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Three Intersecting Trends That Power Self-Contained Applications

Self-Contained Applications

As part of Solutions Review’s Contributed Content Series—a collection of articles written by industry thought leaders in maturing software categories—Charles Souillard, the CEO and co-founder of Bonitasoft, explains how composability, containerization, and the move to modern on-prem deployments are powering self-contained applications.

For some time now, we have been discussing a new approach to business process applications in the domain of BPM-based business process application platforms. At first, we were thinking about “autonomous applications.” As this concept has matured and the technology to support it is now beginning to become real, we’re speaking about “Self-Contained Applications.”

There are several trends in enterprise technology intersecting at the moment: composability, containerization, and the growing interest in revisiting modern-on-prem. These have fed into a new approach to designing and deploying business applications as independent or self-contained. In this article, I’ll give a bit of background on why autonomous apps and Self-Contained Apps caught our attention, how the technology has developed, and where it’s going.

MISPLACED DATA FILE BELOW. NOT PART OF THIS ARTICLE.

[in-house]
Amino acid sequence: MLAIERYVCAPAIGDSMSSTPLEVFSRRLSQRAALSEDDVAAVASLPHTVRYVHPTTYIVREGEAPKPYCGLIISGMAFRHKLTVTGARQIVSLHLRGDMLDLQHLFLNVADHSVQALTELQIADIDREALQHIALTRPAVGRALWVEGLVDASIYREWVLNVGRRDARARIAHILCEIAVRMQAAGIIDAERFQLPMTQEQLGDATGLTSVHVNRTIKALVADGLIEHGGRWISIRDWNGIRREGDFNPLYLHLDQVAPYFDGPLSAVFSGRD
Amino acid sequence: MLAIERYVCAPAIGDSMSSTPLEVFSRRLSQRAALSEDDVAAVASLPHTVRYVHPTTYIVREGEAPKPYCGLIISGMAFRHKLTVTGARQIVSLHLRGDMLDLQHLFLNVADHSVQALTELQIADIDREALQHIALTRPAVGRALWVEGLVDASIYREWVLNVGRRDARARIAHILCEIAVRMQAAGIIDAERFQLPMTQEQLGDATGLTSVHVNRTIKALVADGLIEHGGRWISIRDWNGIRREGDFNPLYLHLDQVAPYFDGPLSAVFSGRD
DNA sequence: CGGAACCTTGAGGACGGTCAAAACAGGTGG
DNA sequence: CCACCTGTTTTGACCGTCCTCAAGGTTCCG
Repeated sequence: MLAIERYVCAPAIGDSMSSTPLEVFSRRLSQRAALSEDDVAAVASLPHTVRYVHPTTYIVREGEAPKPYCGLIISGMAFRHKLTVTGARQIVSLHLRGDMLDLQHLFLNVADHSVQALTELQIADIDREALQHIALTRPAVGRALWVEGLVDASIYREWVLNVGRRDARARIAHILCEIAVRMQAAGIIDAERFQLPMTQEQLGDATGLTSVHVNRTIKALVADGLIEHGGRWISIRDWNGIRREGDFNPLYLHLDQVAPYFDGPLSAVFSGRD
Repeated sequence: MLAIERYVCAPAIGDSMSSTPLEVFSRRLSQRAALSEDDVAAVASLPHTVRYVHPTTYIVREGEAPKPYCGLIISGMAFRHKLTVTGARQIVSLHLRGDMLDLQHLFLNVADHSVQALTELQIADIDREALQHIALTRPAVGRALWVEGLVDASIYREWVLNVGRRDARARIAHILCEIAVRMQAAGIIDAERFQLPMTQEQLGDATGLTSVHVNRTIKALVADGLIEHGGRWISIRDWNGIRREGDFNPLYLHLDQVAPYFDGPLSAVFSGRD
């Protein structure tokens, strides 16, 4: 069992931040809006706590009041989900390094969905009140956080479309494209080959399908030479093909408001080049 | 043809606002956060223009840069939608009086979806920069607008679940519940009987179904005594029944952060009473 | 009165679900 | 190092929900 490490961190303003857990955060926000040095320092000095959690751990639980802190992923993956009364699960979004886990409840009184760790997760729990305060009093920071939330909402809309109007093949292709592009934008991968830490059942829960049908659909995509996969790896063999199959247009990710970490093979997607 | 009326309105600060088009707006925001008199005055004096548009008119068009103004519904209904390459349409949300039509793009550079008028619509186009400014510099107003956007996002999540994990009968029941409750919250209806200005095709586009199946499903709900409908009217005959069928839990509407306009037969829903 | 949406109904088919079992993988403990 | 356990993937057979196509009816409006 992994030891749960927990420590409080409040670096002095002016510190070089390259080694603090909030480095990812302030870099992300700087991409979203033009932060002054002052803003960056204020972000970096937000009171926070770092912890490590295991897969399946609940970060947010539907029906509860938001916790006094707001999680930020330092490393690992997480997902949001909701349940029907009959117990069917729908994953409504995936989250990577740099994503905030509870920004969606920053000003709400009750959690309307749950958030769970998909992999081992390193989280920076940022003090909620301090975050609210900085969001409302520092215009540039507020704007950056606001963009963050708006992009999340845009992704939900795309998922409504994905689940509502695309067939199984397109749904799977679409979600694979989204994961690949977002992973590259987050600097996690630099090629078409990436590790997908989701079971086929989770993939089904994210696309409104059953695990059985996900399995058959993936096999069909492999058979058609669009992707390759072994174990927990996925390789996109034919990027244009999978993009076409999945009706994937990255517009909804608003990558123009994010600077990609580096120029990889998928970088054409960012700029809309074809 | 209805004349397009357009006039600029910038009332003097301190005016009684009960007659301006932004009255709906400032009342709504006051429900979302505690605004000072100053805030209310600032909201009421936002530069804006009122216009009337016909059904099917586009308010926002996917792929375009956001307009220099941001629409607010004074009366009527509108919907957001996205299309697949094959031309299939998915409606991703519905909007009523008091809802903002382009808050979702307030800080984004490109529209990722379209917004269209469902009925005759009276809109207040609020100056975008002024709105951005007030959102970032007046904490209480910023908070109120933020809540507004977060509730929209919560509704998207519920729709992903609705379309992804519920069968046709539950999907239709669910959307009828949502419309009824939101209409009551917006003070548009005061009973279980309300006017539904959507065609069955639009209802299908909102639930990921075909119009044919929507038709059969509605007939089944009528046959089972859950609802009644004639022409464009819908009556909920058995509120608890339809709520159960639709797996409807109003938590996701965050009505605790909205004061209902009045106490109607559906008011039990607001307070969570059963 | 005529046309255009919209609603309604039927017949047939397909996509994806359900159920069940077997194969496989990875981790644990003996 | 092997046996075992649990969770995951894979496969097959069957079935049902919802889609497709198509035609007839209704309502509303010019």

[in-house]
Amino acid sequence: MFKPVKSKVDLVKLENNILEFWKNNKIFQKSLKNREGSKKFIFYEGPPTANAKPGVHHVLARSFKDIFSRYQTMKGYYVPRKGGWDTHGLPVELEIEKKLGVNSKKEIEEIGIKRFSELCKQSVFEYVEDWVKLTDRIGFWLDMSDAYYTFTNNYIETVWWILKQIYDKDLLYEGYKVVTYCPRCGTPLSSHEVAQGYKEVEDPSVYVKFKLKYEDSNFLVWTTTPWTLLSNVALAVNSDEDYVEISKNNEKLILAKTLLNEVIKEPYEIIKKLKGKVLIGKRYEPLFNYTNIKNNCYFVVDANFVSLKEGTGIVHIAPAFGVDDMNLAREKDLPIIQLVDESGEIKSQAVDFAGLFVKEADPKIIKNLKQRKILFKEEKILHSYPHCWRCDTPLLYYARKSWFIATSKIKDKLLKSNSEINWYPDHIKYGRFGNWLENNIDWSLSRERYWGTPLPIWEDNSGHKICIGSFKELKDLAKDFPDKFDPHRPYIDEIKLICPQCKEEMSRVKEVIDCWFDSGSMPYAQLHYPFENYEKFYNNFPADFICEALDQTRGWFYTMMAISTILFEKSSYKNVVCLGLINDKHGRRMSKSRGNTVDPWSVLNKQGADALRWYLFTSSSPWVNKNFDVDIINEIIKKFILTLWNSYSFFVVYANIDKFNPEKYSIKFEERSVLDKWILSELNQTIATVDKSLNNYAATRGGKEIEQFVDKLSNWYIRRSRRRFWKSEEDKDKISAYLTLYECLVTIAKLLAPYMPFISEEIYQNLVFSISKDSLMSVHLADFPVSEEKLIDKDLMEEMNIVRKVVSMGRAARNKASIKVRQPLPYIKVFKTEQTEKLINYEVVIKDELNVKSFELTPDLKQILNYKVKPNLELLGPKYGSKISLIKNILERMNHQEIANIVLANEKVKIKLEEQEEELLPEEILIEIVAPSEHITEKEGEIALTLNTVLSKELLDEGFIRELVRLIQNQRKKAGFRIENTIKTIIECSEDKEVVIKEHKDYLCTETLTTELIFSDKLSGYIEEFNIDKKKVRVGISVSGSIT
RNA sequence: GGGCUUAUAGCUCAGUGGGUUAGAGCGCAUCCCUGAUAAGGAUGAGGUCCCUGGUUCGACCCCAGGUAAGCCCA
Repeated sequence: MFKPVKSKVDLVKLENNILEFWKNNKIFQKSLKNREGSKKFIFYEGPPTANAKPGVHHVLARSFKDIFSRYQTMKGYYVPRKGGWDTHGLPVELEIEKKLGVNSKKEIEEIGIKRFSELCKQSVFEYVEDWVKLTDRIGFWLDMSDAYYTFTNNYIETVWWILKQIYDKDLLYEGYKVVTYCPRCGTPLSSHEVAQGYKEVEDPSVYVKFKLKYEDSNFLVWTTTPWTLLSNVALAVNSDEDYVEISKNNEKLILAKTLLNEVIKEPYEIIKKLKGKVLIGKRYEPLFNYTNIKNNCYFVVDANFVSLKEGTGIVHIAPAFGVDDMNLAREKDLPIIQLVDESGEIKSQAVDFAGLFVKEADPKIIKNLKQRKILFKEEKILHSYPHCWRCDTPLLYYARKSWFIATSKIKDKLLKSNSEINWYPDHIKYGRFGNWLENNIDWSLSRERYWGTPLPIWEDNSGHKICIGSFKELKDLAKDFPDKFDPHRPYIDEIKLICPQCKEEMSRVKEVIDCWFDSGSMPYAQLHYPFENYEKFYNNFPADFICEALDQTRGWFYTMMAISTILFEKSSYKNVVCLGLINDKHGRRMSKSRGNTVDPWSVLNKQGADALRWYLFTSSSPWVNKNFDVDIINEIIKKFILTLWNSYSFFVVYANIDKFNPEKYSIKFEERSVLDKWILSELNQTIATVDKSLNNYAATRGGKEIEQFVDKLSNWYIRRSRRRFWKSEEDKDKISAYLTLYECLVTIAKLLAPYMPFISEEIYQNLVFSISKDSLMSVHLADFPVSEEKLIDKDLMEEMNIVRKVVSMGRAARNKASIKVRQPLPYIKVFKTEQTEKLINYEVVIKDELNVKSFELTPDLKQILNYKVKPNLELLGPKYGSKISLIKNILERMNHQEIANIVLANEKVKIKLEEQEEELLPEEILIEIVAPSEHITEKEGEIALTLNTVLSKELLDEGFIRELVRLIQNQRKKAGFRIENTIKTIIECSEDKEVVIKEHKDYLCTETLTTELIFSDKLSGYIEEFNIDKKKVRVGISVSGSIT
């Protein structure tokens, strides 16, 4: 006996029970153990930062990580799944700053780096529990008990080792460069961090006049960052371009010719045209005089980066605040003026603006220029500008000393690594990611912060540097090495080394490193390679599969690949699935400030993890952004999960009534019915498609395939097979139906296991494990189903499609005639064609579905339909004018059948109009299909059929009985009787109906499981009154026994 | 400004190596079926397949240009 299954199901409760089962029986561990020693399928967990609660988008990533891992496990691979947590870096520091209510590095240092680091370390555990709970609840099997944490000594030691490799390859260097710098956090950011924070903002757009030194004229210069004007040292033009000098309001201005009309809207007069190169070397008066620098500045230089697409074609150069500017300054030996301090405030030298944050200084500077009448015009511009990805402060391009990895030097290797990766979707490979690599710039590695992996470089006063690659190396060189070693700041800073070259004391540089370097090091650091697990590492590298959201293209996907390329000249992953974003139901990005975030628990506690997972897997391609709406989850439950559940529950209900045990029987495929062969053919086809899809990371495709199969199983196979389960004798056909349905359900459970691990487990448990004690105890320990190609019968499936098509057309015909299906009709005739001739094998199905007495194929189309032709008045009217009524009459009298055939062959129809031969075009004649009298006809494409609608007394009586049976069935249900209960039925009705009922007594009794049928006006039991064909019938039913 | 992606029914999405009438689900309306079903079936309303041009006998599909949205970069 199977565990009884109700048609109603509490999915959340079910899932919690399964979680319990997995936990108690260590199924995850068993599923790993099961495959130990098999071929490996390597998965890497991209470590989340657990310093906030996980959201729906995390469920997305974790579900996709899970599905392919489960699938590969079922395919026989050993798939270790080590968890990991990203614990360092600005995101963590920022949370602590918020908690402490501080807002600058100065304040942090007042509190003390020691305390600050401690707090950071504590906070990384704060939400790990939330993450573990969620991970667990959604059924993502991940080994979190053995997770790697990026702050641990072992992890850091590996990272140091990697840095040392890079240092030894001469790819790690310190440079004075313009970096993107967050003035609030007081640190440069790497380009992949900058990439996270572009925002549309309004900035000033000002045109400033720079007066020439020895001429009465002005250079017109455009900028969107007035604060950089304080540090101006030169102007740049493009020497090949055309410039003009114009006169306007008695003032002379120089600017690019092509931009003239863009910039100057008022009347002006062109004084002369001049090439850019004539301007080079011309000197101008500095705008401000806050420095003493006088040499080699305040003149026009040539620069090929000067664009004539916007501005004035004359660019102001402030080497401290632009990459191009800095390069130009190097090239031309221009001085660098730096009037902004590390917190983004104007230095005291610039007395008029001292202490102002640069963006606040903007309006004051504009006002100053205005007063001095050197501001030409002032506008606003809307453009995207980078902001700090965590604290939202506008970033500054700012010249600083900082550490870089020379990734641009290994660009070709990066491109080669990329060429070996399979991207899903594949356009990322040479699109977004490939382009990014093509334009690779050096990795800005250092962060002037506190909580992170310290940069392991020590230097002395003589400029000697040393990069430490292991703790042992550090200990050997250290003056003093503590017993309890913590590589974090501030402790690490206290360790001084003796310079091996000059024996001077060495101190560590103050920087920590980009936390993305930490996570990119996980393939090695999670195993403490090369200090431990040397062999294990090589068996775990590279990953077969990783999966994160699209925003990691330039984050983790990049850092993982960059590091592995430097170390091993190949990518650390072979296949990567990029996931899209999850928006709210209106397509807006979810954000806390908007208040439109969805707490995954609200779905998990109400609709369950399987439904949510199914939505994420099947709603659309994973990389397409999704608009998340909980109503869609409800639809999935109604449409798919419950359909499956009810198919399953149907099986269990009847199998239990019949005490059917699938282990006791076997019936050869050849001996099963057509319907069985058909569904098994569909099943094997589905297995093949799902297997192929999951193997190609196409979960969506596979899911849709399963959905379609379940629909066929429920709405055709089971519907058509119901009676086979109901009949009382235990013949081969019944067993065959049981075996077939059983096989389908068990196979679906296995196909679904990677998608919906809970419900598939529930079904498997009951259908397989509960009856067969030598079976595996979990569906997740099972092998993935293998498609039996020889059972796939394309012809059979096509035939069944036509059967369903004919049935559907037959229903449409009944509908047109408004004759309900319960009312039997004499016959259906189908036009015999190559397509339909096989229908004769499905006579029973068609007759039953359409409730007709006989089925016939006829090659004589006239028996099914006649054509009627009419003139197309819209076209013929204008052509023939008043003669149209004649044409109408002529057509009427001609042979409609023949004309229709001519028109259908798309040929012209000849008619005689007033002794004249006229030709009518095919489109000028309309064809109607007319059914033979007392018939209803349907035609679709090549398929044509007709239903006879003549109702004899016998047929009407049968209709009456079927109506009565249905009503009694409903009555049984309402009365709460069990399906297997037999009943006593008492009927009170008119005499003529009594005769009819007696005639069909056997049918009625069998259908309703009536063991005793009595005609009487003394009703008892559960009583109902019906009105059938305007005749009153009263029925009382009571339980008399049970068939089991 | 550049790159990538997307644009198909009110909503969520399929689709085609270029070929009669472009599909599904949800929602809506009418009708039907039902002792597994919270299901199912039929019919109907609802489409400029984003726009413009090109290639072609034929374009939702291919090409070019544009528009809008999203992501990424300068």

The Trend of Enterprise Composability 

Gartner’s research discusses the move towards enterprise composability like this: “As business needs change, organizations must be able to deliver innovation quickly and adapt applications dynamically—reassembling capabilities from inside and outside the enterprise. To do this, organizations must understand and implement the ‘composable enterprise.'” 

Information systems and software development teams are already familiar with modular and component-based systems. The composition starts at the infrastructure level, often composed of independent, changeable components: CPUs, memory, disk space, and bandwidth, followed by composability at the application level. BPM platforms already support the “composable enterprise” by leveraging composable technologies and architectures. For example, BPM-based applications are generally made up of composable elements: processes, sub-processes, connectors, services, reusable pieces of code, business rules, and UI fragments, to name a few.  

And next, we’ll see more composability at the enterprise information systems level as Self-Contained Applications offer even more flexibility to meet enterprise needs. 

The Move to Containerization